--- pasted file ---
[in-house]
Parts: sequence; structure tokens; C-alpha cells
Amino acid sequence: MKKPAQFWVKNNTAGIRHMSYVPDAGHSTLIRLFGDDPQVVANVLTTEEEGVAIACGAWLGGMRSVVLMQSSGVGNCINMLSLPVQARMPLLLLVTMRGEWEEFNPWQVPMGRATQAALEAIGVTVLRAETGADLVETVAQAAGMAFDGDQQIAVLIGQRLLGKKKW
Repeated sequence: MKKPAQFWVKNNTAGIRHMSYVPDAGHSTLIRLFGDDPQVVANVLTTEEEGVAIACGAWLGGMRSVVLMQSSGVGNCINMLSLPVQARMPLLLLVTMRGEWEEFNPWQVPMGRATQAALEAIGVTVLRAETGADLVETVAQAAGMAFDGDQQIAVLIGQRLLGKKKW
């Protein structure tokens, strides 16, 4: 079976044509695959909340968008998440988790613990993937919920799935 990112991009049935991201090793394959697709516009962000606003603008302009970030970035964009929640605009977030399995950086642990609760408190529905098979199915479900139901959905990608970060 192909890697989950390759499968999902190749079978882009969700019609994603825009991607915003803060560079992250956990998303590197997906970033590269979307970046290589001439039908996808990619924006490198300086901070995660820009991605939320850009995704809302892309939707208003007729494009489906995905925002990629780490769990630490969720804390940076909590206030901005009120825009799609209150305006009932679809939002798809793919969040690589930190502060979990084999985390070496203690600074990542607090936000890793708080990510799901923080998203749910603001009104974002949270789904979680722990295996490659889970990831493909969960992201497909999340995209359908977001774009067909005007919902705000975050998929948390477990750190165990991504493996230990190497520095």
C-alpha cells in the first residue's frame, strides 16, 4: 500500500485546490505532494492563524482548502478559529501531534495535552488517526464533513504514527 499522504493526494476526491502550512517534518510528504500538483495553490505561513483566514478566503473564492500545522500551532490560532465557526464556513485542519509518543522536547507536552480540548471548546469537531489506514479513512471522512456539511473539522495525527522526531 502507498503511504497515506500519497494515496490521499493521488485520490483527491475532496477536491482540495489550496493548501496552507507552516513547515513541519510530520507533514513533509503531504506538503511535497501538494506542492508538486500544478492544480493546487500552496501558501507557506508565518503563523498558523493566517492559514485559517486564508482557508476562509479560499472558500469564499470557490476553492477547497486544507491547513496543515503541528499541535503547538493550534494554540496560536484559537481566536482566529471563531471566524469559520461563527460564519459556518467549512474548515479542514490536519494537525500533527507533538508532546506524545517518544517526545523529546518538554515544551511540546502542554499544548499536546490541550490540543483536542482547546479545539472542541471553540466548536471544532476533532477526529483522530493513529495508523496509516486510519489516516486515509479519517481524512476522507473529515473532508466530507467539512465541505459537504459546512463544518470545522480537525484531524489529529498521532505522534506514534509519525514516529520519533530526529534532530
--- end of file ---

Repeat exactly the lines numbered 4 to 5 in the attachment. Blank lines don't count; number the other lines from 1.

Repeated sequence: MKKPAQFWVKNNTAGIRHMSYVPDAGHSTLIRLFGDDPQVVANVLTTEEEGVAIACGAWLGGMRSVVLMQSSGVGNCINMLSLPVQARMPLLLLVTMRGEWEEFNPWQVPMGRATQAALEAIGVTVLRAETGADLVETVAQAAGMAFDGDQQIAVLIGQRLLGKKKW
């Protein structure tokens, strides 16, 4: 079976044509695959909340968008998440988790613990993937919920799935 990112991009049935991201090793394959697709516009962000606003603008302009970030970035964009929640605009977030399995950086642990609760408190529905098979199915479900139901959905990608970060 192909890697989950390759499968999902190749079978882009969700019609994603825009991607915003803060560079992250956990998303590197997906970033590269979307970046290589001439039908996808990619924006490198300086901070995660820009991605939320850009995704809302892309939707208003007729494009489906995905925002990629780490769990630490969720804390940076909590206030901005009120825009799609209150305006009932679809939002798809793919969040690589930190502060979990084999985390070496203690600074990542607090936000890793708080990510799901923080998203749910603001009104974002949270789904979680722990295996490659889970990831493909969960992201497909999340995209359908977001774009067909005007919902705000975050998929948390477990750190165990991504493996230990190497520095």